Understanding Telomeres to Live Longer & Better! Q&A with Miles Price
In 2009, telomeres and telomerase (its corresponding enzyme) won three American researchers the Nobel Prize in Physiology or Medicine. Since then there has been a flurry of work surrounding this seemingly redundant protein, that has now been touted as the secret to biohacking the aging process. We sit down with Functional Medicine Specialist, Miles Price, to figure out why this little protein is so important to our longevity and our health.
Q: What exactly are telomeres and what do they mean for health?
Telomeres are proteins called nucleotides which attach to the ends of DNA strands to protect them from damage every time the cells divide. They play a central role in the cell fate and aging. Each time the cell divides, some of the telomere sequence gets lost so the telomere cap shrinks. Eventually, when the telomere becomes too short, the cell will either self-destruct through apoptosis or go into senescence. Senescence is an arrested cell state meaning the cell is no longer functioning at 100%. This contributes to aging and puts the body at greater risk of developing abnormal cells like cancer.1
Q: What affects the length of our telomeres?
Getting older is a fact of life. However, the rate of how fast we age is controlled amongst other things, by our telomere length. These bits of proteins protect our DNA from damage every time the cells divide. Telomere length generally shortens with age however we can slow down the shortening largely with lifestyle interventions. Things which accelerate the shortening include smoking, pollution exposure, lack of physical activity, obesity, stress and inflammation.2-4 Skin aging is also affecting by shortened telomeres, however the interventions for maintaining skin health with telomerase interventions is still being investigated.5
Q: How can we protect telomere length?
Telomere length is greatly influenced by our environment and lifestyle. Through epigenetic influences we can help protect our telomeres by doing the following:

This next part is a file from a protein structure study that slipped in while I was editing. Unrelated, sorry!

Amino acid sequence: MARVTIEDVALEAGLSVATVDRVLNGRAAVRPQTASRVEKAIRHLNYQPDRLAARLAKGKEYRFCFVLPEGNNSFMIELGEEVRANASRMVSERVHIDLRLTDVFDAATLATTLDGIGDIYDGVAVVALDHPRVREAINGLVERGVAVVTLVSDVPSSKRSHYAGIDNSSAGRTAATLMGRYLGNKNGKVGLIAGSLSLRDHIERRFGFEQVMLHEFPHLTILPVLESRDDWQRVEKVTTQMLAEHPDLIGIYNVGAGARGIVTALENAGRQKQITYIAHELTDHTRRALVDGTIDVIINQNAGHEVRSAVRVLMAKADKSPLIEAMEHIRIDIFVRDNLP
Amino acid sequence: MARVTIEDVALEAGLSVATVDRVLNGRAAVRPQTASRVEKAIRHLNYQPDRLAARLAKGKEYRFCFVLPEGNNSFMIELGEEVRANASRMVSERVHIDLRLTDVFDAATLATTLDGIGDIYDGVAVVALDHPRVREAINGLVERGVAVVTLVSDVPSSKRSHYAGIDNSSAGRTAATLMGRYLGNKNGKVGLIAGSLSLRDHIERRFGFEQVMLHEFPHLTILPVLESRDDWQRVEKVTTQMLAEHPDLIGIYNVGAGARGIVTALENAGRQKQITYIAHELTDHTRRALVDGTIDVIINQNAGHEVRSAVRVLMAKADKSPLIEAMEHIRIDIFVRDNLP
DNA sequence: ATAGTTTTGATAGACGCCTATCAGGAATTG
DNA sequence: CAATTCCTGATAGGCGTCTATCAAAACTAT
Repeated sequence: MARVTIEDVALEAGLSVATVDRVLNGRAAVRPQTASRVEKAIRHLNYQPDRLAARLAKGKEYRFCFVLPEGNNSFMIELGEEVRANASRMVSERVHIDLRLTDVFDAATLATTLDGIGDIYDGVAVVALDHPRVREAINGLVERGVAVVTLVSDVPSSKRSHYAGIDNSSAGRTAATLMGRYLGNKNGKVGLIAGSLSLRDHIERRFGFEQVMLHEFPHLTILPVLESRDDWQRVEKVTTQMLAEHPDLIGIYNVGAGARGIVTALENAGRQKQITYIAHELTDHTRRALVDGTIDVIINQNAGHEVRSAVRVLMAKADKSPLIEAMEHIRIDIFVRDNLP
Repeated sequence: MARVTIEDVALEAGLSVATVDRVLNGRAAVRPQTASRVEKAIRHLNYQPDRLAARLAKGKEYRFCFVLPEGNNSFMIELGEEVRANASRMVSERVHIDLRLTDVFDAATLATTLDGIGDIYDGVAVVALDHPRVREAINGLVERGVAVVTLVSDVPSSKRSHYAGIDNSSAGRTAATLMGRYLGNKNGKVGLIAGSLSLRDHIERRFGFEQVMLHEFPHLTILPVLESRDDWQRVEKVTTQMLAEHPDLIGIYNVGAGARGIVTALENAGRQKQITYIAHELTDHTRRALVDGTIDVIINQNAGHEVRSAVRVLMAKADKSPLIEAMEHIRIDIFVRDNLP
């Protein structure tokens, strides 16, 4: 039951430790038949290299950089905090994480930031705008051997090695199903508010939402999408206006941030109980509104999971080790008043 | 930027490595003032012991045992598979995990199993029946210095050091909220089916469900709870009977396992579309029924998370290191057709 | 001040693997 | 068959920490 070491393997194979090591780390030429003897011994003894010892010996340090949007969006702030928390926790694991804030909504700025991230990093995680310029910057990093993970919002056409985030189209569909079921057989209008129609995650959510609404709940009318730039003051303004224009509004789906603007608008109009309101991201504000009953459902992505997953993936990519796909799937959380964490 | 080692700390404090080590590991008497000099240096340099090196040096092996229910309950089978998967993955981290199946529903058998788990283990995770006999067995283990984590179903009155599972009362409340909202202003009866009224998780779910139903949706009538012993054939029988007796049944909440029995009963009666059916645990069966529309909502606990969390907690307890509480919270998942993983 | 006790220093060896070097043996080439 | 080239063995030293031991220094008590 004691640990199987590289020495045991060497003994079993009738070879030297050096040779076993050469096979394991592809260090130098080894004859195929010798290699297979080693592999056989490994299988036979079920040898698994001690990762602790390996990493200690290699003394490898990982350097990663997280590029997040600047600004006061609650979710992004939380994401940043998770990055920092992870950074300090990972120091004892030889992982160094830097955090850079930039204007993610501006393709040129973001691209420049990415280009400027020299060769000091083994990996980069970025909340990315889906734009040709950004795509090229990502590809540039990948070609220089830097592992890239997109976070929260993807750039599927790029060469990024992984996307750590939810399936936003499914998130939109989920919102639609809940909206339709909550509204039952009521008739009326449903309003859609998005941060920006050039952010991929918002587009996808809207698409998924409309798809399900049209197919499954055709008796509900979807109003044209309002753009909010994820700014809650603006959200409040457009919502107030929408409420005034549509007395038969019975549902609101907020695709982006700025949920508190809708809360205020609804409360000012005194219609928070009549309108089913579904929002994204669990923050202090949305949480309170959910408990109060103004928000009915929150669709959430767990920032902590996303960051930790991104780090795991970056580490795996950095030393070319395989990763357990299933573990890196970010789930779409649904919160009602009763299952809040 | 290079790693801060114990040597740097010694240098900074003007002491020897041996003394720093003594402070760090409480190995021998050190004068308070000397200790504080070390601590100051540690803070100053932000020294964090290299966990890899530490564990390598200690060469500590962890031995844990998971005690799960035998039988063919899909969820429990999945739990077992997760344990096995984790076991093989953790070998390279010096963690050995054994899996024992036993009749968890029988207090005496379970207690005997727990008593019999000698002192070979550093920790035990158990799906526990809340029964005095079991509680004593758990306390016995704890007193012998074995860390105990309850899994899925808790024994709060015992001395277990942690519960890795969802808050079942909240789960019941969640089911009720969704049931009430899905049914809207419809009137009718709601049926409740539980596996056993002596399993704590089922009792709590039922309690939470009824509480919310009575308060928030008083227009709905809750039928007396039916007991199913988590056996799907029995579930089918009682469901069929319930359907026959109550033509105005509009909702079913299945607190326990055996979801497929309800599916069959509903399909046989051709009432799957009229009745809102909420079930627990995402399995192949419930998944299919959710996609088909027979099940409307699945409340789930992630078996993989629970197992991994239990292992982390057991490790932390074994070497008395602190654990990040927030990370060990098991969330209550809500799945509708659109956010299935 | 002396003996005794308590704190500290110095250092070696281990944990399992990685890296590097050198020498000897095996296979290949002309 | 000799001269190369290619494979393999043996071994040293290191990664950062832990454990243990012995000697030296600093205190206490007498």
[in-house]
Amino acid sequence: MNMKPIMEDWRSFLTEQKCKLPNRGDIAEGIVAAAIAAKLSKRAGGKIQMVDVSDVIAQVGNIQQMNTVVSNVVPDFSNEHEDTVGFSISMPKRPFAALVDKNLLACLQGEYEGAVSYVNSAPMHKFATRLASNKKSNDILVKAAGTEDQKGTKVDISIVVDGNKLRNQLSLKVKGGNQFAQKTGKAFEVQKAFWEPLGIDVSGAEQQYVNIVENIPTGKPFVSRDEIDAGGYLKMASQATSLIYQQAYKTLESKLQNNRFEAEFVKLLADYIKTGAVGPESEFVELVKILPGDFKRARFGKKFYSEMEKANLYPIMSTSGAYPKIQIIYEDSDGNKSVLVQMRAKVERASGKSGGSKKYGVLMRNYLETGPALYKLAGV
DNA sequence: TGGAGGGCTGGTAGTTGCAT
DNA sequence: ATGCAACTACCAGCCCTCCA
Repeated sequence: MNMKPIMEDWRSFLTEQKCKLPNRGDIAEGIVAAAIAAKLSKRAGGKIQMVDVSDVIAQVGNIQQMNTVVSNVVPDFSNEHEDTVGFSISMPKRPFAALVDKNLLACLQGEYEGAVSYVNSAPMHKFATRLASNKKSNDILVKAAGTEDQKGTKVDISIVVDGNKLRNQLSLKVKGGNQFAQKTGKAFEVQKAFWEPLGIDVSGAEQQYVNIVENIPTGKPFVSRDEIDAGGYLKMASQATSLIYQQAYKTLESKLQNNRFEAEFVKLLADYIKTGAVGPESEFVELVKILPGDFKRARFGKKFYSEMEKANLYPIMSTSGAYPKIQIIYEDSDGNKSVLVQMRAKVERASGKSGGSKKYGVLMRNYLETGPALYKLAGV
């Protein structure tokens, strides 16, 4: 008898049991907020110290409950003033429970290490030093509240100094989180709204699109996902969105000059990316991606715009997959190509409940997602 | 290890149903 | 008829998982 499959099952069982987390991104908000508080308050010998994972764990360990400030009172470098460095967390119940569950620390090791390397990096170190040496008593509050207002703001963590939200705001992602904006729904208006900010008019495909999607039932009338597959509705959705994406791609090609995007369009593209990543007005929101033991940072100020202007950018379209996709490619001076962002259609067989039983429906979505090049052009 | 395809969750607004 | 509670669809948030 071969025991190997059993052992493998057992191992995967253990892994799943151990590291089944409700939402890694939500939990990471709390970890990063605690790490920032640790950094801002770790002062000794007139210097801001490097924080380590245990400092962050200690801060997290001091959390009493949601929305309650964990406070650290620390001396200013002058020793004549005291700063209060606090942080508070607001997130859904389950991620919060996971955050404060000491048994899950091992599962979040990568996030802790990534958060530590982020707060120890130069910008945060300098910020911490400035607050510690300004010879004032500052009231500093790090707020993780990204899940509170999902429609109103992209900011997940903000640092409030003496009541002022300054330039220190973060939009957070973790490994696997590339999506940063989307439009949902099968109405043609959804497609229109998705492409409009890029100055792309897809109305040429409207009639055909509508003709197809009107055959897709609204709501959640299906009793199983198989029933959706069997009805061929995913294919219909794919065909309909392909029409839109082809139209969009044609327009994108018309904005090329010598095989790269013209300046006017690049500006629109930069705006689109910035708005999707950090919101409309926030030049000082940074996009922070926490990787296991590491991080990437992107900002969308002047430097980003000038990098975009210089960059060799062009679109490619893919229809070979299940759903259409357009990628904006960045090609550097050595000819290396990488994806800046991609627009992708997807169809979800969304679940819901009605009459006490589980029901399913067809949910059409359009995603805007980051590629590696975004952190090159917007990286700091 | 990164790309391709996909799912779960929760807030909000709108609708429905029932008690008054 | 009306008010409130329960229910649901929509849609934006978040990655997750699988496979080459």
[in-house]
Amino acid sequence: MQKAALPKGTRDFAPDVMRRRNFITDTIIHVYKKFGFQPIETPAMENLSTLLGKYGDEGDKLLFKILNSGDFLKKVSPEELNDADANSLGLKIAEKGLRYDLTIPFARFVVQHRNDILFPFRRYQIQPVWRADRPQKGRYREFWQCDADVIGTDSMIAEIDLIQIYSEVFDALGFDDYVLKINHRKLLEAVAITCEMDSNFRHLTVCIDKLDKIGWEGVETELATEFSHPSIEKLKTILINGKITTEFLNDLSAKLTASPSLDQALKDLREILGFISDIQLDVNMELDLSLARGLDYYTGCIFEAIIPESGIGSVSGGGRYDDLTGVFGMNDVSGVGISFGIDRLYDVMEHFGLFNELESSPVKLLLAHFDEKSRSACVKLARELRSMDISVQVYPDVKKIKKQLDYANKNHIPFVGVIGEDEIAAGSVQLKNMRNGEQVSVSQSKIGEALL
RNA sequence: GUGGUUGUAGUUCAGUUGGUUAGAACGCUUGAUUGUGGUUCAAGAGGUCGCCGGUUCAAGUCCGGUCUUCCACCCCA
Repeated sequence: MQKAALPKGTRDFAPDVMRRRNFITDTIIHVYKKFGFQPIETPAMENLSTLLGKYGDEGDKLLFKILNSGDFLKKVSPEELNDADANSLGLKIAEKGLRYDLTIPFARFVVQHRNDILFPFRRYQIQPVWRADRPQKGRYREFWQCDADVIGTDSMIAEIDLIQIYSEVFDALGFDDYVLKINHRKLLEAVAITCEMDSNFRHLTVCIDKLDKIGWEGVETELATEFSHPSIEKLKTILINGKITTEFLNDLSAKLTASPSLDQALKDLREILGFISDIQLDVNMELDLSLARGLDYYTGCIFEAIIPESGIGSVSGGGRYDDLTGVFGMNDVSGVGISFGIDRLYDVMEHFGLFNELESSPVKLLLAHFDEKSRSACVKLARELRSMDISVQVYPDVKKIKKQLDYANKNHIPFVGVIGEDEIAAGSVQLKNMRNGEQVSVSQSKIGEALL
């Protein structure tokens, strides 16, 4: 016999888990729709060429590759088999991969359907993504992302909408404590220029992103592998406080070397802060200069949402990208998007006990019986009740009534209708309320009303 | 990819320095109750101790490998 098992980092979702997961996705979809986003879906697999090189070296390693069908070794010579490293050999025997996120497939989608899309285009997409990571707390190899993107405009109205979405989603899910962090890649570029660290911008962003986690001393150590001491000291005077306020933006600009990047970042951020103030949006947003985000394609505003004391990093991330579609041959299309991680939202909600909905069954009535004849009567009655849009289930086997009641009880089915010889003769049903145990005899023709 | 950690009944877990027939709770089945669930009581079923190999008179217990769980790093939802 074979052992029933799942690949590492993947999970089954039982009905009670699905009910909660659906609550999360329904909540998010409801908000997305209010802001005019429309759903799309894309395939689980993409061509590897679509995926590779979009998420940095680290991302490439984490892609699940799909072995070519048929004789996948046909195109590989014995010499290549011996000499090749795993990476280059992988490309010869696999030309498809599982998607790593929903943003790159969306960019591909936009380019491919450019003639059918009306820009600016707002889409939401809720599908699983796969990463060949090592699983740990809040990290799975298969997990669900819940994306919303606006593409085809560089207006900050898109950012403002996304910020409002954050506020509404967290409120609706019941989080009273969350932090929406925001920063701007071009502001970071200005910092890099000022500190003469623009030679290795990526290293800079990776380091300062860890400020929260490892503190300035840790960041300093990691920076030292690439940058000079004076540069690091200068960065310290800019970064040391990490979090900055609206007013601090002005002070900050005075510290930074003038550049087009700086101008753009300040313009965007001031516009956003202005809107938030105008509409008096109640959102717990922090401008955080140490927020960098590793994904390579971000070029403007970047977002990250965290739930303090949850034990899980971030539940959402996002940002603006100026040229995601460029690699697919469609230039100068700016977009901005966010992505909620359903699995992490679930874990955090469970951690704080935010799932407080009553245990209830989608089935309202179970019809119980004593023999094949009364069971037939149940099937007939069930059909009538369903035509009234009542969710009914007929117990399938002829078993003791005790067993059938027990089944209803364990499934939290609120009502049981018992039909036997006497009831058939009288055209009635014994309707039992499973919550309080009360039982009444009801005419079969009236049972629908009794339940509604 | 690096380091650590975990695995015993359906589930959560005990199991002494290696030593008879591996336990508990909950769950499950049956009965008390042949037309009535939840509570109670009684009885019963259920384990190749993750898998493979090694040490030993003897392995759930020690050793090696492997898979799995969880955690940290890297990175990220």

- Caloric restriction – time restricted eating or fasting up to a minimum of 3 days (with supervision).6
- Evidence suggests that dietary alterations can affect our telomeres. An example of this is restricting protein intake.7
- Take regular exercise, preferably high intensity intermittent training.8
- Increase antioxidants in the diet, typically from plant foods.9,10
Q: Can telomere damage be reversed?
A recent gene therapy study on mice consisted of inducing telomerase, the enzyme which slows down the biological clock by extending telomere length, was successful in increasing the lifespan by a further 24%.11 Whilst human trails are some way off, what we can do is consider some supplemental interventions together with lifestyle measures discussed earlier. NAD+ (Nicotinamide adenine dinucleotide) is a supplement which is a derivative of Niacin (vitamin B3), and it directly influences the lifespan of the cells and the way the cell ages. This is done by interacting with proteins inside the cell called sirtuins.12 Sirtuins stimulate various enzymatic processes inside the mitochondria and nucleus which help to protect the DNA and RNA from damage as the cell divides. As we age our NAD+ levels decline and thus the enzymatic activity of sirtuins declines also, therefore it is becoming increasingly important to consider supplementing with NAD+ as we age.
Q: What does telomere length mean for immunity?